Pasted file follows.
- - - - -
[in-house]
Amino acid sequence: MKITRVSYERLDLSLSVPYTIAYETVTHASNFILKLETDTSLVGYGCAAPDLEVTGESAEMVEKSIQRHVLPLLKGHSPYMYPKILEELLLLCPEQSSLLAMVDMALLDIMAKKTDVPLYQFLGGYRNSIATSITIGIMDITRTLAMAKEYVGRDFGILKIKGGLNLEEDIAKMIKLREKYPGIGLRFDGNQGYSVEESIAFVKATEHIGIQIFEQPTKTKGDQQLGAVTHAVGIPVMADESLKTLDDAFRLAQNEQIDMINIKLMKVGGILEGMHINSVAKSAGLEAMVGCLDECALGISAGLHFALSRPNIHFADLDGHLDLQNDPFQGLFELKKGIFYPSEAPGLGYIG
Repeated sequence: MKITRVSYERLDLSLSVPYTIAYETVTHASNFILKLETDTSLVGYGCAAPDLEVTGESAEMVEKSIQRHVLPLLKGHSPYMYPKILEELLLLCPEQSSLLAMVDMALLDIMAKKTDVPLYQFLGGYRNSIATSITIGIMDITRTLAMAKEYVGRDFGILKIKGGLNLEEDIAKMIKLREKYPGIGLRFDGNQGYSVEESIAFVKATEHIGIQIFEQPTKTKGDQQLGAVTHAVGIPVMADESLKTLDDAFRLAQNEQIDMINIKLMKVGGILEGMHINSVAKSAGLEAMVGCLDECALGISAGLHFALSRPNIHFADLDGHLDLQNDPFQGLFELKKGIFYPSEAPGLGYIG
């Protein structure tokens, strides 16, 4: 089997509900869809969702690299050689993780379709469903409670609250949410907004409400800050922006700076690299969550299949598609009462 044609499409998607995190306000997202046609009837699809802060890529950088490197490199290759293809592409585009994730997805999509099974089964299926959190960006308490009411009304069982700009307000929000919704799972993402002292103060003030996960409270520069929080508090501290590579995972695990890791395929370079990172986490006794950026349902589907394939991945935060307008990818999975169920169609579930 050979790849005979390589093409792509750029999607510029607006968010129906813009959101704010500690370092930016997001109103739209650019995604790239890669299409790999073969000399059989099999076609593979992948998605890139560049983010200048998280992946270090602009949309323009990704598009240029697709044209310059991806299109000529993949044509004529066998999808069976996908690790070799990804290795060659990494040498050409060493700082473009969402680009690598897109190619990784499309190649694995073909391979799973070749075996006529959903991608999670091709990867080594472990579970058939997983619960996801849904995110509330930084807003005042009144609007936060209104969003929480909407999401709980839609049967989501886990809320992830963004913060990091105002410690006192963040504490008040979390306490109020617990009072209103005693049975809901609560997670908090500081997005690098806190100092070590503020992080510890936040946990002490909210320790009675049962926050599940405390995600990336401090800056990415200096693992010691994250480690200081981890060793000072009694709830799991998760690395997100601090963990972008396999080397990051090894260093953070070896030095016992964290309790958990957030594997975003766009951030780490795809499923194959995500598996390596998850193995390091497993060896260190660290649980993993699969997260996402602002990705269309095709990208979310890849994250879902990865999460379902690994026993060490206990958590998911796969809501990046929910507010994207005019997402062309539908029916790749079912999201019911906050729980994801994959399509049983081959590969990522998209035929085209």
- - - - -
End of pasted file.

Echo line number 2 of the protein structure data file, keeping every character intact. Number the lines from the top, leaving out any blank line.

Amino acid sequence: MKITRVSYERLDLSLSVPYTIAYETVTHASNFILKLETDTSLVGYGCAAPDLEVTGESAEMVEKSIQRHVLPLLKGHSPYMYPKILEELLLLCPEQSSLLAMVDMALLDIMAKKTDVPLYQFLGGYRNSIATSITIGIMDITRTLAMAKEYVGRDFGILKIKGGLNLEEDIAKMIKLREKYPGIGLRFDGNQGYSVEESIAFVKATEHIGIQIFEQPTKTKGDQQLGAVTHAVGIPVMADESLKTLDDAFRLAQNEQIDMINIKLMKVGGILEGMHINSVAKSAGLEAMVGCLDECALGISAGLHFALSRPNIHFADLDGHLDLQNDPFQGLFELKKGIFYPSEAPGLGYIG